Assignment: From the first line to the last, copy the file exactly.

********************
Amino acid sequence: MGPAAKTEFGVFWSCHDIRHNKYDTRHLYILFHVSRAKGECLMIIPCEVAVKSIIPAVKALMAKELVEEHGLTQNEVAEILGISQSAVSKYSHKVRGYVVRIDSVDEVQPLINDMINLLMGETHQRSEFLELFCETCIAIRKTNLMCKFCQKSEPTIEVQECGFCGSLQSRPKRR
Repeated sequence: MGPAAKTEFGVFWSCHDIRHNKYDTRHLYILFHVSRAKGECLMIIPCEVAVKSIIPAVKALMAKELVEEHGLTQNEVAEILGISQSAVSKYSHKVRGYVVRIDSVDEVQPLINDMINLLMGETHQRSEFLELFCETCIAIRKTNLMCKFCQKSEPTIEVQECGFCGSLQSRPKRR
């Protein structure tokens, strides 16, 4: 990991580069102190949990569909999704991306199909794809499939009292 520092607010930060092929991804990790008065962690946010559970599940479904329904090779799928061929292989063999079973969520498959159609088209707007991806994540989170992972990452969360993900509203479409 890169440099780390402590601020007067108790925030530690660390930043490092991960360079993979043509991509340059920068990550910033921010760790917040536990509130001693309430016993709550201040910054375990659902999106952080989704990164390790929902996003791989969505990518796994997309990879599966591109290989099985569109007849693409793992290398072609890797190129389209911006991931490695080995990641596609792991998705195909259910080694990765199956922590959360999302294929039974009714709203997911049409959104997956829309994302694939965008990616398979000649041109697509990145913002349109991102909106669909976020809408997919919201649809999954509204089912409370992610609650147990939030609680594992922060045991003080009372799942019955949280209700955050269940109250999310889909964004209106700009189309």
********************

Amino acid sequence: MGPAAKTEFGVFWSCHDIRHNKYDTRHLYILFHVSRAKGECLMIIPCEVAVKSIIPAVKALMAKELVEEHGLTQNEVAEILGISQSAVSKYSHKVRGYVVRIDSVDEVQPLINDMINLLMGETHQRSEFLELFCETCIAIRKTNLMCKFCQKSEPTIEVQECGFCGSLQSRPKRR
Repeated sequence: MGPAAKTEFGVFWSCHDIRHNKYDTRHLYILFHVSRAKGECLMIIPCEVAVKSIIPAVKALMAKELVEEHGLTQNEVAEILGISQSAVSKYSHKVRGYVVRIDSVDEVQPLINDMINLLMGETHQRSEFLELFCETCIAIRKTNLMCKFCQKSEPTIEVQECGFCGSLQSRPKRR
């Protein structure tokens, strides 16, 4: 990991580069102190949990569909999704991306199909794809499939009292 520092607010930060092929991804990790008065962690946010559970599940479904329904090779799928061929292989063999079973969520498959159609088209707007991806994540989170992972990452969360993900509203479409 890169440099780390402590601020007067108790925030530690660390930043490092991960360079993979043509991509340059920068990550910033921010760790917040536990509130001693309430016993709550201040910054375990659902999106952080989704990164390790929902996003791989969505990518796994997309990879599966591109290989099985569109007849693409793992290398072609890797190129389209911006991931490695080995990641596609792991998705195909259910080694990765199956922590959360999302294929039974009714709203997911049409959104997956829309994302694939965008990616398979000649041109697509990145913002349109991102909106669909976020809408997919919201649809999954509204089912409370992610609650147990939030609680594992922060045991003080009372799942019955949280209700955050269940109250999310889909964004209106700009189309």